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People not too happy with performance

K.N. Venkatasubba Rao


`The onus for the state of affairs lies equally on the Opposition Bharatiya Janata Party'

BANGALORE: Lack of vision, no definite programmes for development, politicking in the name of the poor, motivated controversies, populist measures to retain power and moderate progress in certain areas mark the performance of the coalition Government in the past year in the popular perception.

On the occasion of the Government completing one year in office, The Hindu spoke to various people to elicit their views on the performance of the Government.

S.V. Veena Balasubramanyam, a homemaker, said, "I am only concerned with education." The decision to introduce the trimester scheme is a blunder. May be it helps children to memorise what is required at a particular juncture. But, in the long run, the scheme will prove detrimental to individual growth as it discourages comprehensive thinking. (The trimester system was introduced by the previous Government when B.K. Chandrashekar held the portfolio concerned).

`Of no help to anyone'

Anne Gowda, a chemist who lives in ISRO Layout, said that the Government claims to be working for rural and poor people. But in reality it is not helping any section of society.

The introduction of value added tax (VAT) was the right decision at the wrong time. The Government should have introduced it after ensuring the creation of adequate infrastructure.

H.G. Somashekhara Rao, writer, stage artiste and a former Deputy General Manger of Canara Bank said the Government lacks vision. It is good to extend farm loans at 6 per cent interest rate and provide rice at Rs. 3 a kg for the poor. But even these measures cannot absolve the Government of its mishandling of the naxalite menace and indifference to cultural activities. The achievements of the Government are not impressive at all, said Mr. Rao.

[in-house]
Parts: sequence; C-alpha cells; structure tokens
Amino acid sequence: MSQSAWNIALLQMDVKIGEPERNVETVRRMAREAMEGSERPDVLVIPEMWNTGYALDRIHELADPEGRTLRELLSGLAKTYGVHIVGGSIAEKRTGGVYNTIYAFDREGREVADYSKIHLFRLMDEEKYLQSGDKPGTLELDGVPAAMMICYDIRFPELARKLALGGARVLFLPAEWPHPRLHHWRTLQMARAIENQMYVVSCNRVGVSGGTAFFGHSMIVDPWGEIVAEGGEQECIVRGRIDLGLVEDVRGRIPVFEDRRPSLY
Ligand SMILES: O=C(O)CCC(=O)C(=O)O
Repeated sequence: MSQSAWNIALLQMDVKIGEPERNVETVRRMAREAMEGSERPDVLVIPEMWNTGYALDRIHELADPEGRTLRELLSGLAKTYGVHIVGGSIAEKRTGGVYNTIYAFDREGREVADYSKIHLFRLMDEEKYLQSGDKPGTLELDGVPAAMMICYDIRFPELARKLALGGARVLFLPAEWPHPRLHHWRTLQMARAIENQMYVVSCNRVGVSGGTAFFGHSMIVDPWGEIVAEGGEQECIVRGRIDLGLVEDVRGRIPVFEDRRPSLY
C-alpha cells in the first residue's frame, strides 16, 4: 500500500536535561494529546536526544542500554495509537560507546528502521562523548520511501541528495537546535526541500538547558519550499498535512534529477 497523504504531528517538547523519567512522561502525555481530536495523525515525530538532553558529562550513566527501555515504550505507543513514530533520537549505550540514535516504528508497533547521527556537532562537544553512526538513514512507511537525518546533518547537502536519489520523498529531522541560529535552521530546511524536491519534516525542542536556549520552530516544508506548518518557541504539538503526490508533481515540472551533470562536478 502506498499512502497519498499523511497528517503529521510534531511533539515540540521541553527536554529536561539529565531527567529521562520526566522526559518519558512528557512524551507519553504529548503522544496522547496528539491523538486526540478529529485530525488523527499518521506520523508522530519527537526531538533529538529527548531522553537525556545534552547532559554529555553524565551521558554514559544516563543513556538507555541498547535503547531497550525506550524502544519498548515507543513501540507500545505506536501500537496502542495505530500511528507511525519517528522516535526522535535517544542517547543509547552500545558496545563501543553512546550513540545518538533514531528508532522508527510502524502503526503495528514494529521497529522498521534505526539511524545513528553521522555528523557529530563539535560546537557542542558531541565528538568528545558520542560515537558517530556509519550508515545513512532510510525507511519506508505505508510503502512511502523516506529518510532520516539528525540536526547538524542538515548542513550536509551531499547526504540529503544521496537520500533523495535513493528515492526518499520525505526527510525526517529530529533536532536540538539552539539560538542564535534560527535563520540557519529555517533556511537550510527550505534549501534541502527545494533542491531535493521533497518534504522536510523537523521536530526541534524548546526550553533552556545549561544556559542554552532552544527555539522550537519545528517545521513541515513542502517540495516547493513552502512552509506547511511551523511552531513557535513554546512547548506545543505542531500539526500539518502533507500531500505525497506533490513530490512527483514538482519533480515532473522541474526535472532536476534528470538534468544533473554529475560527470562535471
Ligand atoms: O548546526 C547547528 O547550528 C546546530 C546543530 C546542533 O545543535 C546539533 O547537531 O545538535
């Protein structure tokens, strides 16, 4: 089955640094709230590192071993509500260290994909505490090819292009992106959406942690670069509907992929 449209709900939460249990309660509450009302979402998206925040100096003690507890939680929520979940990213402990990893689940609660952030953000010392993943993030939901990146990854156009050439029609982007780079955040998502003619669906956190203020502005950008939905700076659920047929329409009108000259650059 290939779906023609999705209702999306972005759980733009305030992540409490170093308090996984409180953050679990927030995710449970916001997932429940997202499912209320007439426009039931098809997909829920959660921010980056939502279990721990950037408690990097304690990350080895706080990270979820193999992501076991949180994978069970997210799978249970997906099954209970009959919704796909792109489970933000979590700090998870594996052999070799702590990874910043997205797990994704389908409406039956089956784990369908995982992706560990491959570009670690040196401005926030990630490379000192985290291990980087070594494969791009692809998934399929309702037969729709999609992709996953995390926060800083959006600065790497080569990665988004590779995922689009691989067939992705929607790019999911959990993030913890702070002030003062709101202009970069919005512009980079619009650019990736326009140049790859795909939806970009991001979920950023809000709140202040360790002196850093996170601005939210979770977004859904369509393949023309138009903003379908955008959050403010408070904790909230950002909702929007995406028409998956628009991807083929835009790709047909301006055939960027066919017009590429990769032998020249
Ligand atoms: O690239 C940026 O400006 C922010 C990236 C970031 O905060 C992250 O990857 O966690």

N. Manu Chakravarthy, literary critic, said the failure of the Government can be seen in the escalation of naxalite activities, in sticking to existing policies on education that have no relevance to real academic concern, and the entire political process being exploited by both corporate and communal forces. The onus for the state of affairs lies equally on the Opposition Bharatiya Janata Party.

With regard to naxalite activities, both the ruling and the Opposition parties have viewed the six-decade-old human problem as a law and order question and not as a burning socio-economic problem of tribal and other people directly related to environmental and developmental issues, he said.

M.R. Rakshit, English lecturer in a private college and noted mridrangam player, said the existence of the Government is hardly felt by the common man.

While the Congress is clamouring for urban development, the JD(S) is keen on fortifying its rural base and the BJP is obsessed with bringing down the existing semblance of administration.

"In the light of the drab administration and the absence of an effective Opposition, whatever the Government claims about its achievements and the Opposition's criticism sounds hollow," he said.

H.G. Dattatreya, retired Wing Commander and veteran artiste asked, "Can political parties known for their incompatible ideologies coming together to share power for selfish reasons be called a Government?"

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